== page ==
Lenovo to Usher in a New Price Point for iPad Alternatives with the IdeaPad A1?

By Lindsay Sakraida, dealnews Features Director

Last week, Lenovo released additional details about its Lenovo IdeaPad A1 7" WiFi Android Tablet, including the price tag: The device will only cost $199 for an 8GB model. However, according to Engadget, only the 16GB and 32GB versions will be available in the U.S., to be sold for $249 and $299 respectively.

Despite that curious (and a bit irritating) caveat, the news is appealing. The prices are very low for a tablet manufactured by a brand you've actually heard of, and as HP proved a few weeks ago, consumers are willing to hop aboard the iPad alternative train at the right price. In fact, before HP slashed the cost of its discontinued TouchPad to an unheard of $99.99 for the 16GB tablet ($149.99 for the 32GB), 45% of dealnews readers said that they would buy the device if it fell below $300. And boy, they weren't lying; so many TouchPads were snatched up in such a short period of time, HP is rumored to be manufacturing additional devices to fill the need.

Each of the IdeaPad A1 tablets are under $300, but does that mean it too will see a massive frenzy of orders? Compared to the TouchPad, the A1 features several "downgraded" specifications; the A1 features a single-core (instead of dual-core) processor, 7" LCD (instead of a 9.7"), WiFi connectivity only, and an outdated OS (Gingerbread instead of Honeycomb, although to be fair the TouchPad's webOS was discontinued). Will the downgrade in features dull the demand?

Moreover, there's the psychological element to the TouchPad's success. Yes, $99.99 and $149.99 are fantastic prices on their own. But how many people flashed their credit card at the bat of an eye because they knew, just a week ago, that each legitimately cost several hundreds more?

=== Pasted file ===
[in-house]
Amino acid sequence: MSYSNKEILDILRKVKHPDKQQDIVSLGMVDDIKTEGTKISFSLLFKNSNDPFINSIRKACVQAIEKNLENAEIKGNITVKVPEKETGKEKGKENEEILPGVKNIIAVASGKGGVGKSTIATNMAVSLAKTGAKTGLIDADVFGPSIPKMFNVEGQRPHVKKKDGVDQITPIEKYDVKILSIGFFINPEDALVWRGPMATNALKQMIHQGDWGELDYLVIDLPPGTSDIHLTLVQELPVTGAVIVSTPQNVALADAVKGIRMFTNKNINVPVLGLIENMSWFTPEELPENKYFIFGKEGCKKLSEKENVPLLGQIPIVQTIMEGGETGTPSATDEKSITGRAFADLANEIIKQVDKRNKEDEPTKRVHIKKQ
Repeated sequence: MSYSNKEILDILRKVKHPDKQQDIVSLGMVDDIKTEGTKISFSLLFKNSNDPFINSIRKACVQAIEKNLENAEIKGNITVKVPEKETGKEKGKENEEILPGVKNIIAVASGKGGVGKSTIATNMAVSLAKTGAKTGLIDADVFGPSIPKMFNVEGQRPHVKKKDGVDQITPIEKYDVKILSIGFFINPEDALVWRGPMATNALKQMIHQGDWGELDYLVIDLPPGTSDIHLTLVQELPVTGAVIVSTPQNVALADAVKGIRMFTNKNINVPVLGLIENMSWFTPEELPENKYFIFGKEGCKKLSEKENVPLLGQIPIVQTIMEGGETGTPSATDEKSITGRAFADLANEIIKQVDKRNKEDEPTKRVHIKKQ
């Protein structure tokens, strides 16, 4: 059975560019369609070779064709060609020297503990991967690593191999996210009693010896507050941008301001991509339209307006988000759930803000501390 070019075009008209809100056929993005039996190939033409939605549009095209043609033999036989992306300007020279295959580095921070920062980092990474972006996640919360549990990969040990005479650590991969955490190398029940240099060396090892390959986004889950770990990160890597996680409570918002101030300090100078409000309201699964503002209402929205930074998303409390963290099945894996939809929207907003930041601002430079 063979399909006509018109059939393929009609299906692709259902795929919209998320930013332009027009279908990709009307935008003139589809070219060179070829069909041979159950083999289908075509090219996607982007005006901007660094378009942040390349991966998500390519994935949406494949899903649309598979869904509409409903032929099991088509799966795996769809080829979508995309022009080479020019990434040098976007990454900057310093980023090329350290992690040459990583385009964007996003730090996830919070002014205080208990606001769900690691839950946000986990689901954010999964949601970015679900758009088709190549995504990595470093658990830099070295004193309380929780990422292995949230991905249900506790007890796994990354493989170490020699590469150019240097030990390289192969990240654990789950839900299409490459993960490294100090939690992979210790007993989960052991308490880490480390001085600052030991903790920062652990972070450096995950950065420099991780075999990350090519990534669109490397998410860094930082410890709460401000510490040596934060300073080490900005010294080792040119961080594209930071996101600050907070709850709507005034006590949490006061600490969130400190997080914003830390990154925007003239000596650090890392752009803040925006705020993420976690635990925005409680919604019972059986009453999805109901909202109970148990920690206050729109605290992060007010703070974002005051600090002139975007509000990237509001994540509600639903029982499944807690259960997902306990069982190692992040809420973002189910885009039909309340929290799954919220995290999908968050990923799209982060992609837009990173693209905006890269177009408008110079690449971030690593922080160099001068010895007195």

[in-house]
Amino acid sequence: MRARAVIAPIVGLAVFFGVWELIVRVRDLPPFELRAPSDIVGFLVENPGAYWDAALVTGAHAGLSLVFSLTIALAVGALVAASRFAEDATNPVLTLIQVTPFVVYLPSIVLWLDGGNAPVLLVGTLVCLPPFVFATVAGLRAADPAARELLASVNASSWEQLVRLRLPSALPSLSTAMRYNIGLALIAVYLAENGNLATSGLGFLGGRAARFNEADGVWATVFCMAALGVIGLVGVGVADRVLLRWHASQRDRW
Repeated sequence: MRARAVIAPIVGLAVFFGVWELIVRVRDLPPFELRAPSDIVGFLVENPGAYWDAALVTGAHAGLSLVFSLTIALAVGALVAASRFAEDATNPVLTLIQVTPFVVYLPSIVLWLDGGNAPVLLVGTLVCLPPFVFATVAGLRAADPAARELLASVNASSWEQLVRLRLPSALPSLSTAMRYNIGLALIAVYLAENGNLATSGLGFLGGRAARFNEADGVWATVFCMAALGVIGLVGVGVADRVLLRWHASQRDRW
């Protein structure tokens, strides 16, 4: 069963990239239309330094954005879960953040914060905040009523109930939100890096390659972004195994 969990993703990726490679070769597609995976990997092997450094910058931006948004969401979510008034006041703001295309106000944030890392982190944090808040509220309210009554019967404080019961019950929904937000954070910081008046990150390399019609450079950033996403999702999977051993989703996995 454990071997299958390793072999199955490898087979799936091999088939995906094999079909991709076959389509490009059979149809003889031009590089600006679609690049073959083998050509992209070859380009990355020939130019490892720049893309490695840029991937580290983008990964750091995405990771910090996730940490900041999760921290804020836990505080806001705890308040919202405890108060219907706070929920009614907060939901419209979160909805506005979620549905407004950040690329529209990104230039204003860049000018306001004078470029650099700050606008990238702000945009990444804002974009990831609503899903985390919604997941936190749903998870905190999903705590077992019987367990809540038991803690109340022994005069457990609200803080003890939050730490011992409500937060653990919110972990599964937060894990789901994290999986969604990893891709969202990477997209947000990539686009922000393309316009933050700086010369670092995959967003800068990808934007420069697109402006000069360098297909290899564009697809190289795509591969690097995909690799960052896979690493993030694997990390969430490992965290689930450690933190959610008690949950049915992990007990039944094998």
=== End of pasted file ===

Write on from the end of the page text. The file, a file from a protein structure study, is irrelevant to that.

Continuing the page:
Regardless of how the Lenovo IdeaPad A1 sells, there's a possibility that we may be seeing an overall slide in iPad alternative prices, in order for the numerous tablet runners-up to become legitimately competitive.

DealNews may be compensated by companies mentioned in this article. Please note that, although prices sometimes fluctuate or expire unexpectedly, all products and deals mentioned in this feature were available at the lowest total price we could find at the time of publication (unless otherwise specified).


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This isn't a deal at all to me.  I paid the same thing for a tablet with almost the same specs a year ago.  Archos has tablets coming out soon that challenge the pack at prices similar to this.  The reason the HP touchpad did so well is because it was SUPER cheap.  This is only kinda cheap, but not cheap enough to raise any eyebrows.
As Christmas nears, well sort of, I have been keeping an eye on tablets for a bigger screen (8" and up), 3G/Wifi, and a fairly current OS, with a reasonably low price tag. As with most deals, I have learned to develop and exercise patience, much to my spouse's frustration at times...but, when the price is right, I jump, (when able), and have often been able to get some sweet extras to go along with whatever major-to-us purchase (usually electronics, thanks to Dealnews) that I have been holding out for--much to my spouse's then-joy-and-gladness that we did wait. Learning that Lenovo is possibly going to throw a wrench in the typical price standard of all other major tablet manufacturers gives me a great deal of hope in finding an awesome deal on a tablet that meets my wish list in specifications. However, as much as I like the Lenovo name, I am inclined to agree with both posters before me. $250 for a Lenovo tablet sounds nice, but for our budget, it's not tempting enough given the current restrictions for what is being offered. I feel also, that once in the $250 spending realm, (which I am not) why not wait and save up the difference and get an iPad, with all to at least most of the current technical specs. Still, it's nice to see a big name like Lenovo keeping competition in pricing alive and well. Thanks again for another great article!
I'll buy one when they aren't using outdated tech on a brand new device.  I mean, does Honeycomb cost more to produce and install than Gingerbread?  Doubtful.  Why not use the best available at the time instead of giving people a reason to buy another manufacturer's product?
I am no psychology major, but, for some odd reason, $99 is enough to make me want to buy five regardless of the demise of WebOS.  $250 is in the realm of "Why don't I just put out the extra few hundred and get an iPad?  Weird, isn't it?